By Naphtali Hoff
I – A Calculated Risk Goes Awry
Asara B’Teves, 10 Teveth, commemorates the Babylonian siege of Jerusalem that would ultimately result in the destruction of the First Temple. It is the first of four fast days that relate to the destruction and/or its aftermath (the other three being 17 Tammuz, 9 Av and 3 Elul (Fast of Gedaliah). While our historical vantage point leads us to view these dates as fated givens, the reality is that they were avoidable had there only been a greater willingness to adhere to the words of the leading prophets and engage in genuine repentance.
Towards the end of the reign of the righteous king Josiah, the Babylonians emerged as a world power. At the same time, we find a rising force to the south of Judah, the Twenty-sixth Egyptian Dynasty. Earlier, the Assyrians had formed an alliance with Egypt in the hope of strengthening their position against invading Babylonian armies. In the year 445 BCE, Pharaoh Necho II marched a large Egyptian force through Israel in an attempt to reach Assyria and assist their allies in battle. Josiah tried to stop him but was killed in the battle.
As the Egyptian army returned home, Necho marched his armies back through Judah, setting up a puppet king Joakim, who displayed loyalty to Egypt. Necho then imposed a heavy tax on Judah, which the Jewish vassal king passed on to the people.
In 442 BCE the Babylonian king Nebuchadnezzar campaigned throughout most of Philistia and Judah, destroying every city in his path. Joakim surrendered to Babylon the next year, sparing Jerusalem for the time being.
This submission would prove short lived. Two years later, Nebuchadnezzar attacked Egypt proper. During this campaign both sides incurred heavy losses. Nebuchadnezzar retreated empty handed. Encouraged by this defeat, Joakim rebelled, again joining with the Egyptians and withheld the customary tribute from Babylon. In response, Nebudachdnezzar marched on Jerusalem in Joakim’s fourth year.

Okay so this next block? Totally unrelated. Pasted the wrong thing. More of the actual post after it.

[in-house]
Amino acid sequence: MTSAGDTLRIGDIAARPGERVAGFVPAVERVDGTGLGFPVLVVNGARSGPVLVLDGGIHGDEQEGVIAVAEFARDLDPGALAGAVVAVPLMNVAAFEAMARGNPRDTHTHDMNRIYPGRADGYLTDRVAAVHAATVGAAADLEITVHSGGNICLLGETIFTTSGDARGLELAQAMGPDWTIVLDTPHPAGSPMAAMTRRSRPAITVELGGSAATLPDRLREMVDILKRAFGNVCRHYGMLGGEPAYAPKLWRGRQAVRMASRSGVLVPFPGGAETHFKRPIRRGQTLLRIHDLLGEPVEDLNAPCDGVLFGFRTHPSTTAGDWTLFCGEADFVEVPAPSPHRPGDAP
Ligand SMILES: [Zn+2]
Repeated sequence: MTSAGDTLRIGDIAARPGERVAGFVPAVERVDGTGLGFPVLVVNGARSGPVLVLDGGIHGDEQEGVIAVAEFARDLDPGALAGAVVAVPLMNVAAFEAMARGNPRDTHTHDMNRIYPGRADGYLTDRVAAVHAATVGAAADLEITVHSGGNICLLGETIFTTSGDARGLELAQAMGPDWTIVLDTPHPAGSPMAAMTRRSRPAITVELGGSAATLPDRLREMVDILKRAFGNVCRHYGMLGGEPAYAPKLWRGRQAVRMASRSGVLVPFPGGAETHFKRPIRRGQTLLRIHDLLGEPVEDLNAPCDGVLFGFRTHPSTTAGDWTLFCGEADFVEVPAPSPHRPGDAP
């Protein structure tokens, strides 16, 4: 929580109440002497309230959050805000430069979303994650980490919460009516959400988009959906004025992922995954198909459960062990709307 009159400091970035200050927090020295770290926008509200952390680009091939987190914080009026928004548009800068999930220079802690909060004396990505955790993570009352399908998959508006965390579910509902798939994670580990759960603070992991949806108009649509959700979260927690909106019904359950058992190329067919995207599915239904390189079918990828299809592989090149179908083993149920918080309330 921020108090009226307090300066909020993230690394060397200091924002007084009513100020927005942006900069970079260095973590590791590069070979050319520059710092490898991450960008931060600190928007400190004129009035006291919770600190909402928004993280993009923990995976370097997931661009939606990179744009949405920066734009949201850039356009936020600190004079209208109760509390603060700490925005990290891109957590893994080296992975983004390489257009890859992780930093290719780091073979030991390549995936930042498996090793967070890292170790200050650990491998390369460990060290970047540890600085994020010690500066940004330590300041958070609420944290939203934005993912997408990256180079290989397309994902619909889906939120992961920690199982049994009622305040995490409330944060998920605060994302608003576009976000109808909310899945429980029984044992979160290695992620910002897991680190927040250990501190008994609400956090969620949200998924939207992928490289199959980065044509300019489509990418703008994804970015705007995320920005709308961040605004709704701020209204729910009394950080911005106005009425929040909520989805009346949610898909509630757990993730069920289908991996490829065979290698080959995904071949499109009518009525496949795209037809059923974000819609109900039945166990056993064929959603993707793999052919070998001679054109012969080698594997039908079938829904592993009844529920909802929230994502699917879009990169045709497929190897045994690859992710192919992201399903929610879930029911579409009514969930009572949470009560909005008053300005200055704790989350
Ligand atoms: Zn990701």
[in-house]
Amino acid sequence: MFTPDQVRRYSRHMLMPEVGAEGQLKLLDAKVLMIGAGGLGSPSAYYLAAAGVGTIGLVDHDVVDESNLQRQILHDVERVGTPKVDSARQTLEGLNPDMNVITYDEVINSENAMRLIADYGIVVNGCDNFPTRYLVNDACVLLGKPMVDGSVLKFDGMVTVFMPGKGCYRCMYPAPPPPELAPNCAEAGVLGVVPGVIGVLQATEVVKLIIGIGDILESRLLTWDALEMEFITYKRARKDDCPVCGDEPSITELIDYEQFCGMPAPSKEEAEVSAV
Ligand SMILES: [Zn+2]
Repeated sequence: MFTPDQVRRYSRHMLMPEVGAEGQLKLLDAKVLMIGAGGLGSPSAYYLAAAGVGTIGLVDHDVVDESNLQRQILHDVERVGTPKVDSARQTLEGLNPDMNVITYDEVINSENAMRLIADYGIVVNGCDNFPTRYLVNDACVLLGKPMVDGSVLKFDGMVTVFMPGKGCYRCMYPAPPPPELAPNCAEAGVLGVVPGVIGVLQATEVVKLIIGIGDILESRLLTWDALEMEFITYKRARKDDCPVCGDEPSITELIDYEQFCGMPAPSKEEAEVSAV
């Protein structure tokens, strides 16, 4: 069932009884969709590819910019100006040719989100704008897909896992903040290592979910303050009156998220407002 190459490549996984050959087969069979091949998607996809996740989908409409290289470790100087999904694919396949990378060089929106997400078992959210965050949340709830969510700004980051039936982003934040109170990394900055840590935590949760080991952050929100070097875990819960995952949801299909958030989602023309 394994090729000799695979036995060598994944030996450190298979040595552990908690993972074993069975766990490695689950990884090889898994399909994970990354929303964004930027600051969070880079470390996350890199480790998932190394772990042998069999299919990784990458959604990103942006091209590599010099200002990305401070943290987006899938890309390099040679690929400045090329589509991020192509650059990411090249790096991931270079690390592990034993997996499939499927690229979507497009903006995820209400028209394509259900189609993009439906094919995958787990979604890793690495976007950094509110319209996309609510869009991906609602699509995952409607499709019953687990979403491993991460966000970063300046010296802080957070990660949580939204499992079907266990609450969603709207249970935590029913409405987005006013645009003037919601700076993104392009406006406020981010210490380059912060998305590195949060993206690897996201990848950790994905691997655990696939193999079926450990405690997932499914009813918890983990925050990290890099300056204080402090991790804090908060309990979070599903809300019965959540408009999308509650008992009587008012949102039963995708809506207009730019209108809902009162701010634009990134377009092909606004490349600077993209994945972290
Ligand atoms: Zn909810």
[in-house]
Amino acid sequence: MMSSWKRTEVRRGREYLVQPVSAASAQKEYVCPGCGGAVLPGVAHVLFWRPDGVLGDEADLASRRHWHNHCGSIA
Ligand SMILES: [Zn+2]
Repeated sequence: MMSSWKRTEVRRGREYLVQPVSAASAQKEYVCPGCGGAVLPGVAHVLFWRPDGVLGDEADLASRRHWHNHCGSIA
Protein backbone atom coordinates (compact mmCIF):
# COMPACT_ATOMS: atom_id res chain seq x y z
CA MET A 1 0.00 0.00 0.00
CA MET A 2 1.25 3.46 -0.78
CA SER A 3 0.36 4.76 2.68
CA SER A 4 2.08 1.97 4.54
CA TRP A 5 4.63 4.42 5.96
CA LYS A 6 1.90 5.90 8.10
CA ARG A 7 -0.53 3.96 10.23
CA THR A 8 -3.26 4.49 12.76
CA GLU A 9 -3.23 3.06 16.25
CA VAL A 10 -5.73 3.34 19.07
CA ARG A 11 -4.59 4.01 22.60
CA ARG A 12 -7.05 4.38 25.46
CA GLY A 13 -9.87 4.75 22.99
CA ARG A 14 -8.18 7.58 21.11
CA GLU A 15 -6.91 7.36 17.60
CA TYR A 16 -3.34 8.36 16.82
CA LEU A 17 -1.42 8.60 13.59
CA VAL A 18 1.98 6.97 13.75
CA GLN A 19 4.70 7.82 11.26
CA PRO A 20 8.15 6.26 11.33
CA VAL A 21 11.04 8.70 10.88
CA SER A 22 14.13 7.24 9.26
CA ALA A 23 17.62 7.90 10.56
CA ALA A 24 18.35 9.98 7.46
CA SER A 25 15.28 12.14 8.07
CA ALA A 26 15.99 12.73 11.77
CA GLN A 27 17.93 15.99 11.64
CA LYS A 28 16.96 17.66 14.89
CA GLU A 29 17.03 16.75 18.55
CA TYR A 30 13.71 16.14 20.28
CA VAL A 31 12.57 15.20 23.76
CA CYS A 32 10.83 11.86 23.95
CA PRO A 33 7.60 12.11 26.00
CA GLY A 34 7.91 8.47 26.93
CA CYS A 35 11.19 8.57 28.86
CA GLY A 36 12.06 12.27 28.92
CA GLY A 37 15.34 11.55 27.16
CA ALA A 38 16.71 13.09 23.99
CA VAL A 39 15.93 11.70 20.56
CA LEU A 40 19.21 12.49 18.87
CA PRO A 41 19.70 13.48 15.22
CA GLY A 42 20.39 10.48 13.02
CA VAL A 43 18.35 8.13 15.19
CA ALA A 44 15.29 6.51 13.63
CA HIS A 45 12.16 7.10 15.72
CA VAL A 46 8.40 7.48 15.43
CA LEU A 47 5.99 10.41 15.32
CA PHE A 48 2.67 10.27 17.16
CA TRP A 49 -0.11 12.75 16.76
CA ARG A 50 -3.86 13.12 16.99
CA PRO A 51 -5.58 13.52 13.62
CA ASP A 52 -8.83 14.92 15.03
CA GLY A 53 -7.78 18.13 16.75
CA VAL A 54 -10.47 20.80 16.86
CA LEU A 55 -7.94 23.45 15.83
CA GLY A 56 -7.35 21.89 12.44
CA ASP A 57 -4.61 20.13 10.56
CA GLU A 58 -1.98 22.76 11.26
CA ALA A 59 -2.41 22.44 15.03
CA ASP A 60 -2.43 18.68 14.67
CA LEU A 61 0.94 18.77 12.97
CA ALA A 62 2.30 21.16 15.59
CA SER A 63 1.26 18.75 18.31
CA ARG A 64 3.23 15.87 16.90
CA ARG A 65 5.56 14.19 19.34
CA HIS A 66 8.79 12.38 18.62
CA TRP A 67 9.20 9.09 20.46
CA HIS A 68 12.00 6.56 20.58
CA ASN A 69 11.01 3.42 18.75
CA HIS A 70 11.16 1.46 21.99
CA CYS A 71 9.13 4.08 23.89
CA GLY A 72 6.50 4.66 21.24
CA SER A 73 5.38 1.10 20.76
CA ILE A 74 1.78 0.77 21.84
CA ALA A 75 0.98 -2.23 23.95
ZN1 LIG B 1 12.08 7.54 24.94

“(He took with him) some of the vessels of the house of God … (and) certain of the children of Israel, and of the royal seed, and of the nobles, youths in whom was no blemish, but fair to look on, and skilful in all wisdom, and skilful in knowledge, and discerning in thought, and such as had ability to stand in the king’s palace.” (Daniel 1:1-4)
These youths would later become some of the most prominent advisors to Babylonian kings and to leaders of Babylonian Jewry. The best known include Daniel, Hannaniah, Mishael, and Azariah. This event was labeled the Exile of Joakim.
Seven years later, the Babylonians returned to the area and again marched on Jerusalem. Shortly thereafter, Joakim died. His eighteen-year-old son Jehoiachin was raised to the throne in his place. Three months later Jehoiachin wisely surrendered to Nebuchadnezzar, thus temporarily saving Judah from destruction. He was exiled together with members of the royal family, other heads of state, the Judean military, and many artisans. In all, out of an estimated total population of over one million, approximately 10,000 people, exclusive of artisans, were exiled.
Though the cream of the Jewish crop was now exiled from Judah, the majority of Jews remained after Jehoiachin’s surrender. Most of these Jews, known as the am ha’aretz, were uneducated and inexperienced in political affairs. They lacked the leadership skills necessary to guide the Jewish people through this next delicate phase in their history.
The last king of the Jewish people before the final exile was Zedekiah. He began his puppet reign as a Babylonian vassal when he was only 21 years old. Zedekiah was a weak king with limited experience and poor advisors. Zealous princes in Judah together with other national leaders persuaded him to join forces in rebellion against Nebuchadnezzar.
The advisors used two arguments to support their recommendation. They first claimed the Babylonians would not bother with their small uprising. In addition, they argued that even if the Babylonians did indeed march on Judah, the powerful Egyptians would intercede on the Jews’ behalf in order to keep the former out of their immediate region. Neither argument would prove to be correct. By acquiescing to their arguments, Zedekiah acted in open opposition to the prophet Jeremiah’s advice. The prophet had said that only repentance could save the people from destruction. When his message went unheeded, he realized that destruction was inevitable. He thus counseled submission to Babylon, opposing any talk of revolt.